Just as Alice Cooper has promised for decades, school is nearly out for summer.
For 10 blessed weeks, there will be no hurried mornings, no homework-laden afternoons and no Sunday night dread.
As much as my kids look forward to the lazier days of summer, the brave and dedicated souls who answered the call to teach said children have got to be even more giddy with excitement as the final bell draws near.
Every once in a while, I volunteer in one of my kids’ classrooms or accompany a field trip to remind myself how immensely unqualified I am to teach. (I highly recommend this to all parents. You think helping your own kid with math is hard? Try helping 24 of them!)
In spite if my lack of training, a friend asked me this past school year to cover for a local preschool teacher while she attended a brief staff meeting.
It had been several years since I last had a preschooler at home, but my sister has one she shares on occasion. There are few people who can bring such instant joy to my day like my four-year-old, Batman-mask-wearing nephew, Charlie, can.
The opportunity to spend 20 minutes with a classroom full of happy creatures like him was enough to get me to trade in my yoga pants and T-shirt for a skirt and blouse for an afternoon.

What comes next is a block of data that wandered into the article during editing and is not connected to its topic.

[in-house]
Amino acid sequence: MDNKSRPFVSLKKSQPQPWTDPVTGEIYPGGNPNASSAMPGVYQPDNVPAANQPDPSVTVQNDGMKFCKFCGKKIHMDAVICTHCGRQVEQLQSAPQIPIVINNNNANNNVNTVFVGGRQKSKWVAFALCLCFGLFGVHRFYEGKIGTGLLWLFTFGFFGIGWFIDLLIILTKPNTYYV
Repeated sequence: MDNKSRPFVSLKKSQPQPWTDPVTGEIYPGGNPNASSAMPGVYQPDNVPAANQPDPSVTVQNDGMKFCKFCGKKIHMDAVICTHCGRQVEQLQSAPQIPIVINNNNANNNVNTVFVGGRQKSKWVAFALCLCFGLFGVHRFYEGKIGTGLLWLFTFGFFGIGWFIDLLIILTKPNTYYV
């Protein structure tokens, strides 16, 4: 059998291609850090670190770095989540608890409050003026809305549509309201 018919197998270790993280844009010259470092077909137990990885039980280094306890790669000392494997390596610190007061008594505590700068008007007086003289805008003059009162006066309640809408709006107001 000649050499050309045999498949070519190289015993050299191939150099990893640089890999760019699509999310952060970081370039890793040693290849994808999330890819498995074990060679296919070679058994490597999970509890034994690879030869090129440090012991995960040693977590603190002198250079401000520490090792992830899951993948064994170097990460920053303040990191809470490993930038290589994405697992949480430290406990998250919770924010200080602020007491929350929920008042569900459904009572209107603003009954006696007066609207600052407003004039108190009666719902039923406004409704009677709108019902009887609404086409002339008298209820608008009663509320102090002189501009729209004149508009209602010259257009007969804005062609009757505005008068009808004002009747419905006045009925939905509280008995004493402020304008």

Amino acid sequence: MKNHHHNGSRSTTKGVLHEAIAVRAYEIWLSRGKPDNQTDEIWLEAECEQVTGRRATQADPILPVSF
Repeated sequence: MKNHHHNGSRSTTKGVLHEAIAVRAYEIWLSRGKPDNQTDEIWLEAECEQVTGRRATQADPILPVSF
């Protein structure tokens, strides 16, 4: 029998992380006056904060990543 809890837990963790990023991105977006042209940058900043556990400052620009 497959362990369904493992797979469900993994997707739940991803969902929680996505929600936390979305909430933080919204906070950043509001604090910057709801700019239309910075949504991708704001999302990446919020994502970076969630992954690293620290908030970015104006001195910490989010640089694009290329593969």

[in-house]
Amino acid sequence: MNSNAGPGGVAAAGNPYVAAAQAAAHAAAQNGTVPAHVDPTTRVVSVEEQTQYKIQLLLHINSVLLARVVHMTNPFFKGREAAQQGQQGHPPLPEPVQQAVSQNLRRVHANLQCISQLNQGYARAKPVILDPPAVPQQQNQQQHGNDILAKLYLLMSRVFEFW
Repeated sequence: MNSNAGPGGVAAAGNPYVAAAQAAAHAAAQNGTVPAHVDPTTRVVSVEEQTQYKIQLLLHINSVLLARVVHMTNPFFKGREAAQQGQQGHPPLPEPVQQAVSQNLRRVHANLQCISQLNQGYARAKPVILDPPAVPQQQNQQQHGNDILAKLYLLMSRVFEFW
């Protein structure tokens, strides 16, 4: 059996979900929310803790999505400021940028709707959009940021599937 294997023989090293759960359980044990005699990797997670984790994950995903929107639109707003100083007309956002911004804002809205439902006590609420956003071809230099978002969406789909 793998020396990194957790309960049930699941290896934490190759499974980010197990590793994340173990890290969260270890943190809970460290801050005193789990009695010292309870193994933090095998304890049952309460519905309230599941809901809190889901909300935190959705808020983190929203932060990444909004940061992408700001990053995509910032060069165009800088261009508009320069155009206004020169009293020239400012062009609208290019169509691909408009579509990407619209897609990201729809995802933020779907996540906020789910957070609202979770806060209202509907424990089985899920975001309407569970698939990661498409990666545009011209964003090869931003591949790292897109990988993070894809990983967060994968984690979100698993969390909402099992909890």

I waited eagerly in the music room for my class to arrive. And arrive they did, just as pudgy-armed and bright-eyed as I remembered preschoolers being.
They willingly and upon my first request sat in their chairs in an orderly fashion. The lesson plan called for a movie, Elmo in the classic tale of Peter and the Wolf, pretty much stretching me to the limit of my teaching abilities.
I introduced myself to the kids, dimmed the lights and started the show, taking a seat off to the side.
Just as the opening credits rolled, a hand went up into the air. I called upon its owner, a precious little white-blond boy.
“Is there going to be a real wolf?” he asked with some concern.
“No,” I assured him, “It’s just pretend. Nothing to worry about.” This seemed to satisfy him, so I kept to myself my opinions about Cujo, Jaws and SpongeBob.
But his hand soon went up again.
Not wanting to disturb the others watching the show, I announced, “If you have any questions, come to me and ask quietly.”
Five kids suddenly appeared at my feet, starting with the hand-raiser.
“Did you know Telly and Elmo are friends?” asked my new friend.
“I have a baby sister,” said the girl behind him.
The next two forgot their questions and sat back down to remember them, but the last little girl I will never forget.
“Um, I love you,” she whispered, melting my heart.
Everyone should have that kind of appreciation at work, but I can think of few who deserve it more than teachers.